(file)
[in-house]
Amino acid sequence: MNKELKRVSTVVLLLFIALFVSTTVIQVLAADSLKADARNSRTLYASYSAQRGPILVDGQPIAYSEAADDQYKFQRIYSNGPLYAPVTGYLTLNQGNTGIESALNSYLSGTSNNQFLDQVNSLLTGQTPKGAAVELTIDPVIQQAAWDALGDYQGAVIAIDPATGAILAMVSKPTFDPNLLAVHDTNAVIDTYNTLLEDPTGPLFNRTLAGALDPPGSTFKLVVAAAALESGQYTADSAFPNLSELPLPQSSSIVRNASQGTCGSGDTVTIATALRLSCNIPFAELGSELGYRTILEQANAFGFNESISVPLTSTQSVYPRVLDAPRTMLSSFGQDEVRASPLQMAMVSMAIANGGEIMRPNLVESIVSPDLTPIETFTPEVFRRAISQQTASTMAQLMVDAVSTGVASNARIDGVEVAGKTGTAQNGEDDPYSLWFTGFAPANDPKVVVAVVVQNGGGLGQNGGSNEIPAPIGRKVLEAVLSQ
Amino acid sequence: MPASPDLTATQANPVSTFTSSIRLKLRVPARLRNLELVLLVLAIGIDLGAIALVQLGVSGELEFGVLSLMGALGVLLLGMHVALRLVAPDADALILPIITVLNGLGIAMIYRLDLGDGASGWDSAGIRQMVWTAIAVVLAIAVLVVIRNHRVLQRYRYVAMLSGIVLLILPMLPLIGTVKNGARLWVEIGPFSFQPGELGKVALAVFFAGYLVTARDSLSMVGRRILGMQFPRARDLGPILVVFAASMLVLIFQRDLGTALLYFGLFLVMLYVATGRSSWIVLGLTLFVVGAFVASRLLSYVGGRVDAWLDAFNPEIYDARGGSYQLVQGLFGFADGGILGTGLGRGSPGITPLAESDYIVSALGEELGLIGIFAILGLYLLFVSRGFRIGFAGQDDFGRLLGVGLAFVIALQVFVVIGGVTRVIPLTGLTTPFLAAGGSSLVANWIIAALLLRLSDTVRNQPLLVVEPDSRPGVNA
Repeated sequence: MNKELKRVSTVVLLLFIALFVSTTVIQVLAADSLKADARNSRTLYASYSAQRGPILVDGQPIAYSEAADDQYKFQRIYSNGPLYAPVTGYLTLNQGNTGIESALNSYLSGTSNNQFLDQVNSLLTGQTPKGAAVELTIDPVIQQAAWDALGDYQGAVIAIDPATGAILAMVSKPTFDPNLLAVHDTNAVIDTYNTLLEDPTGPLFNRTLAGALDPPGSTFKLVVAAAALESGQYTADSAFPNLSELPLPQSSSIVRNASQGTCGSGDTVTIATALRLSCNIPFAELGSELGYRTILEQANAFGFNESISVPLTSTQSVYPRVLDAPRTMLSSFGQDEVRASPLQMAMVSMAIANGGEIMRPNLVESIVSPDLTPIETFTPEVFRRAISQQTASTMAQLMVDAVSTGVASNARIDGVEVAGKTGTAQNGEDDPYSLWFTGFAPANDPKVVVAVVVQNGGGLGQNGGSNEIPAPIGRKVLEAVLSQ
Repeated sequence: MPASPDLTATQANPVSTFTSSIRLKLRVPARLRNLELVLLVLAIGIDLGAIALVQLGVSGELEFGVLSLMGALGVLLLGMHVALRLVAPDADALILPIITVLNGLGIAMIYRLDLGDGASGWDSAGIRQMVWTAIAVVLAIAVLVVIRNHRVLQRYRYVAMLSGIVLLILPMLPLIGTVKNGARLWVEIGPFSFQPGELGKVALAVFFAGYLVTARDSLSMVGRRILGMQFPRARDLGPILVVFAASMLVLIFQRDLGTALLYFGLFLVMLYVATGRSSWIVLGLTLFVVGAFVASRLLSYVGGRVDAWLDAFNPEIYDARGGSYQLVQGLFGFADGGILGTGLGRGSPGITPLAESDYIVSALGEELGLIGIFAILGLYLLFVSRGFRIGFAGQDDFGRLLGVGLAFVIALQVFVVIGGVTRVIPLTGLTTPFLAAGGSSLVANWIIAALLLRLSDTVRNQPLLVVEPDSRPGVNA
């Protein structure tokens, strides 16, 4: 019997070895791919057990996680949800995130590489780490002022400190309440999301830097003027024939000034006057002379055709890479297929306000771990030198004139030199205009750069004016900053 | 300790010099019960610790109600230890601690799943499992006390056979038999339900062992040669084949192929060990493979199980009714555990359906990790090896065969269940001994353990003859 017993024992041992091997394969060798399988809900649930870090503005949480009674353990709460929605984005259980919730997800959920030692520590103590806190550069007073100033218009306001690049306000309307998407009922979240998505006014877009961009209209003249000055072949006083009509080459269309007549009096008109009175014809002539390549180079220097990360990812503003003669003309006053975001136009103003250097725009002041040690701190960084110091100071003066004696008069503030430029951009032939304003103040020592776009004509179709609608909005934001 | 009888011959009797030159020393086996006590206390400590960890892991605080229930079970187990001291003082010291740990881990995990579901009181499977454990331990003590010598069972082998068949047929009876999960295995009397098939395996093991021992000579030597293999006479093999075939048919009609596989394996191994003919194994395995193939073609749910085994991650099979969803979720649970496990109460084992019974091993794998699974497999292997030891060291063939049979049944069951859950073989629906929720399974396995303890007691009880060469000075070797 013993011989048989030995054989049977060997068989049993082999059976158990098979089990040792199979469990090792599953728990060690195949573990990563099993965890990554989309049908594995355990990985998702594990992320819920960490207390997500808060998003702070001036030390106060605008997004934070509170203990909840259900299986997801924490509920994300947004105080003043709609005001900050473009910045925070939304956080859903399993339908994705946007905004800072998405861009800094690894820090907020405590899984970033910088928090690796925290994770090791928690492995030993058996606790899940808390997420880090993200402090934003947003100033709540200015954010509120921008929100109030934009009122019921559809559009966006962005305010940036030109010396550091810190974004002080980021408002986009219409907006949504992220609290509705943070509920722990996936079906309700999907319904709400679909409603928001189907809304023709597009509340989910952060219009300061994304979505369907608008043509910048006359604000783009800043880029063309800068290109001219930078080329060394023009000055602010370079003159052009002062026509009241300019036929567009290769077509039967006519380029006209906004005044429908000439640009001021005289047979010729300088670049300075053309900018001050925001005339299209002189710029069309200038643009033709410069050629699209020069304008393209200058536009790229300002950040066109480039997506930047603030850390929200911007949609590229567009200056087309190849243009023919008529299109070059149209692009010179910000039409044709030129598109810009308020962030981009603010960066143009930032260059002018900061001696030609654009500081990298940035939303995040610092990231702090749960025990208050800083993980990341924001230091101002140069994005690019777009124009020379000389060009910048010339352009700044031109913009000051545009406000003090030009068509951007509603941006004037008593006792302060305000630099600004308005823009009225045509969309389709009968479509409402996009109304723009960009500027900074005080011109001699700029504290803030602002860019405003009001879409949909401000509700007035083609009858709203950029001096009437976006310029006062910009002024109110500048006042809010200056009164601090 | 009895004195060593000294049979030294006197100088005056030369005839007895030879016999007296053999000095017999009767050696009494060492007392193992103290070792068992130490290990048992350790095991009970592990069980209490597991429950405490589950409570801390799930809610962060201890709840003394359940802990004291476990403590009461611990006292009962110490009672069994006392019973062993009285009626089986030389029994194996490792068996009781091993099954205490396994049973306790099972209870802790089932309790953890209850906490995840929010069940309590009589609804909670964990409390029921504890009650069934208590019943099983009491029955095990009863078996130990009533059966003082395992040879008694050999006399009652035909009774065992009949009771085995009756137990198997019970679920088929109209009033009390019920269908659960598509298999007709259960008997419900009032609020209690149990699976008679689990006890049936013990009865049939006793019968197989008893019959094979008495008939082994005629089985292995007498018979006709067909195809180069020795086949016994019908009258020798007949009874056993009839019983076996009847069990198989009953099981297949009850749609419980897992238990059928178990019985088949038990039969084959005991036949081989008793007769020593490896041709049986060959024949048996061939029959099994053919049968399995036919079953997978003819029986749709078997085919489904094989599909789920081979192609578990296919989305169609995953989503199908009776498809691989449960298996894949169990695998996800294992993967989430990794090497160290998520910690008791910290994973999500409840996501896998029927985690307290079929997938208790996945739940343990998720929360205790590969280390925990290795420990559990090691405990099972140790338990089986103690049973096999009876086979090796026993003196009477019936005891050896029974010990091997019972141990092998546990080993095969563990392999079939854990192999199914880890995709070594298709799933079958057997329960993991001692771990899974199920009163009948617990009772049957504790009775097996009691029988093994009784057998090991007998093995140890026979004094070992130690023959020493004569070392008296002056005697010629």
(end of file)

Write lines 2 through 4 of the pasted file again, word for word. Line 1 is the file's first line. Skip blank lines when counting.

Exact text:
Amino acid sequence: MNKELKRVSTVVLLLFIALFVSTTVIQVLAADSLKADARNSRTLYASYSAQRGPILVDGQPIAYSEAADDQYKFQRIYSNGPLYAPVTGYLTLNQGNTGIESALNSYLSGTSNNQFLDQVNSLLTGQTPKGAAVELTIDPVIQQAAWDALGDYQGAVIAIDPATGAILAMVSKPTFDPNLLAVHDTNAVIDTYNTLLEDPTGPLFNRTLAGALDPPGSTFKLVVAAAALESGQYTADSAFPNLSELPLPQSSSIVRNASQGTCGSGDTVTIATALRLSCNIPFAELGSELGYRTILEQANAFGFNESISVPLTSTQSVYPRVLDAPRTMLSSFGQDEVRASPLQMAMVSMAIANGGEIMRPNLVESIVSPDLTPIETFTPEVFRRAISQQTASTMAQLMVDAVSTGVASNARIDGVEVAGKTGTAQNGEDDPYSLWFTGFAPANDPKVVVAVVVQNGGGLGQNGGSNEIPAPIGRKVLEAVLSQ
Amino acid sequence: MPASPDLTATQANPVSTFTSSIRLKLRVPARLRNLELVLLVLAIGIDLGAIALVQLGVSGELEFGVLSLMGALGVLLLGMHVALRLVAPDADALILPIITVLNGLGIAMIYRLDLGDGASGWDSAGIRQMVWTAIAVVLAIAVLVVIRNHRVLQRYRYVAMLSGIVLLILPMLPLIGTVKNGARLWVEIGPFSFQPGELGKVALAVFFAGYLVTARDSLSMVGRRILGMQFPRARDLGPILVVFAASMLVLIFQRDLGTALLYFGLFLVMLYVATGRSSWIVLGLTLFVVGAFVASRLLSYVGGRVDAWLDAFNPEIYDARGGSYQLVQGLFGFADGGILGTGLGRGSPGITPLAESDYIVSALGEELGLIGIFAILGLYLLFVSRGFRIGFAGQDDFGRLLGVGLAFVIALQVFVVIGGVTRVIPLTGLTTPFLAAGGSSLVANWIIAALLLRLSDTVRNQPLLVVEPDSRPGVNA
Repeated sequence: MNKELKRVSTVVLLLFIALFVSTTVIQVLAADSLKADARNSRTLYASYSAQRGPILVDGQPIAYSEAADDQYKFQRIYSNGPLYAPVTGYLTLNQGNTGIESALNSYLSGTSNNQFLDQVNSLLTGQTPKGAAVELTIDPVIQQAAWDALGDYQGAVIAIDPATGAILAMVSKPTFDPNLLAVHDTNAVIDTYNTLLEDPTGPLFNRTLAGALDPPGSTFKLVVAAAALESGQYTADSAFPNLSELPLPQSSSIVRNASQGTCGSGDTVTIATALRLSCNIPFAELGSELGYRTILEQANAFGFNESISVPLTSTQSVYPRVLDAPRTMLSSFGQDEVRASPLQMAMVSMAIANGGEIMRPNLVESIVSPDLTPIETFTPEVFRRAISQQTASTMAQLMVDAVSTGVASNARIDGVEVAGKTGTAQNGEDDPYSLWFTGFAPANDPKVVVAVVVQNGGGLGQNGGSNEIPAPIGRKVLEAVLSQ